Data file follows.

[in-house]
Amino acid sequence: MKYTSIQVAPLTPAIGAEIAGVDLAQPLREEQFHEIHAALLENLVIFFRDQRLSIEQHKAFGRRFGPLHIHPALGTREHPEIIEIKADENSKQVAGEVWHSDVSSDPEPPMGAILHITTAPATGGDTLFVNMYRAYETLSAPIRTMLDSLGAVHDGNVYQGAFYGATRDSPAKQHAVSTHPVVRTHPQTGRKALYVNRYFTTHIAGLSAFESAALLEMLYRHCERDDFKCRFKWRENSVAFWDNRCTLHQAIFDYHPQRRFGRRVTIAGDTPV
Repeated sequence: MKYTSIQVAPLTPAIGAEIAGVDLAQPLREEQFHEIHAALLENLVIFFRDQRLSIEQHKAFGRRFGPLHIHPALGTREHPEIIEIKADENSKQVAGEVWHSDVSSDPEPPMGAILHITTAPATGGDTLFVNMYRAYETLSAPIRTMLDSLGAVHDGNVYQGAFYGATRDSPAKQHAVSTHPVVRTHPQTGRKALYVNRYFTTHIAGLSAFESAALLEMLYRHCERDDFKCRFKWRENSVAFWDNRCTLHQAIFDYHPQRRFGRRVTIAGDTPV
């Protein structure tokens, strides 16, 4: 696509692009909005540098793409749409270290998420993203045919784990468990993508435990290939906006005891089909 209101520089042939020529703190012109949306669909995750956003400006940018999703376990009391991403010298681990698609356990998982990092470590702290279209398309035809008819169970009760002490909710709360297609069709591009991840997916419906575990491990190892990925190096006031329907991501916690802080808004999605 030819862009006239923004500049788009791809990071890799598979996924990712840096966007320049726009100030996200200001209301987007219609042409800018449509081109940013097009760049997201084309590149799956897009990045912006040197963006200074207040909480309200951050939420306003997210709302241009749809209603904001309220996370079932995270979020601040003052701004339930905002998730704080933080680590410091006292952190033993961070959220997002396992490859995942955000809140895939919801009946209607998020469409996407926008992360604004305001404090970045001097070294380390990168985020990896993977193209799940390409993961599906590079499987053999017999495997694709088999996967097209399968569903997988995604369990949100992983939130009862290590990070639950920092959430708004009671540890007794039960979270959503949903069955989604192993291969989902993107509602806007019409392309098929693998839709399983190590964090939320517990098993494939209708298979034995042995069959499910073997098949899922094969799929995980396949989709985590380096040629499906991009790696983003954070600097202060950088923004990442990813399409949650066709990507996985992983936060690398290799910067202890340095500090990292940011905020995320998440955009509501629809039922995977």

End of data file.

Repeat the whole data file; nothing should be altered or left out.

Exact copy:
[in-house]
Amino acid sequence: MKYTSIQVAPLTPAIGAEIAGVDLAQPLREEQFHEIHAALLENLVIFFRDQRLSIEQHKAFGRRFGPLHIHPALGTREHPEIIEIKADENSKQVAGEVWHSDVSSDPEPPMGAILHITTAPATGGDTLFVNMYRAYETLSAPIRTMLDSLGAVHDGNVYQGAFYGATRDSPAKQHAVSTHPVVRTHPQTGRKALYVNRYFTTHIAGLSAFESAALLEMLYRHCERDDFKCRFKWRENSVAFWDNRCTLHQAIFDYHPQRRFGRRVTIAGDTPV
Repeated sequence: MKYTSIQVAPLTPAIGAEIAGVDLAQPLREEQFHEIHAALLENLVIFFRDQRLSIEQHKAFGRRFGPLHIHPALGTREHPEIIEIKADENSKQVAGEVWHSDVSSDPEPPMGAILHITTAPATGGDTLFVNMYRAYETLSAPIRTMLDSLGAVHDGNVYQGAFYGATRDSPAKQHAVSTHPVVRTHPQTGRKALYVNRYFTTHIAGLSAFESAALLEMLYRHCERDDFKCRFKWRENSVAFWDNRCTLHQAIFDYHPQRRFGRRVTIAGDTPV
């Protein structure tokens, strides 16, 4: 696509692009909005540098793409749409270290998420993203045919784990468990993508435990290939906006005891089909 209101520089042939020529703190012109949306669909995750956003400006940018999703376990009391991403010298681990698609356990998982990092470590702290279209398309035809008819169970009760002490909710709360297609069709591009991840997916419906575990491990190892990925190096006031329907991501916690802080808004999605 030819862009006239923004500049788009791809990071890799598979996924990712840096966007320049726009100030996200200001209301987007219609042409800018449509081109940013097009760049997201084309590149799956897009990045912006040197963006200074207040909480309200951050939420306003997210709302241009749809209603904001309220996370079932995270979020601040003052701004339930905002998730704080933080680590410091006292952190033993961070959220997002396992490859995942955000809140895939919801009946209607998020469409996407926008992360604004305001404090970045001097070294380390990168985020990896993977193209799940390409993961599906590079499987053999017999495997694709088999996967097209399968569903997988995604369990949100992983939130009862290590990070639950920092959430708004009671540890007794039960979270959503949903069955989604192993291969989902993107509602806007019409392309098929693998839709399983190590964090939320517990098993494939209708298979034995042995069959499910073997098949899922094969799929995980396949989709985590380096040629499906991009790696983003954070600097202060950088923004990442990813399409949650066709990507996985992983936060690398290799910067202890340095500090990292940011905020995320998440955009509501629809039922995977």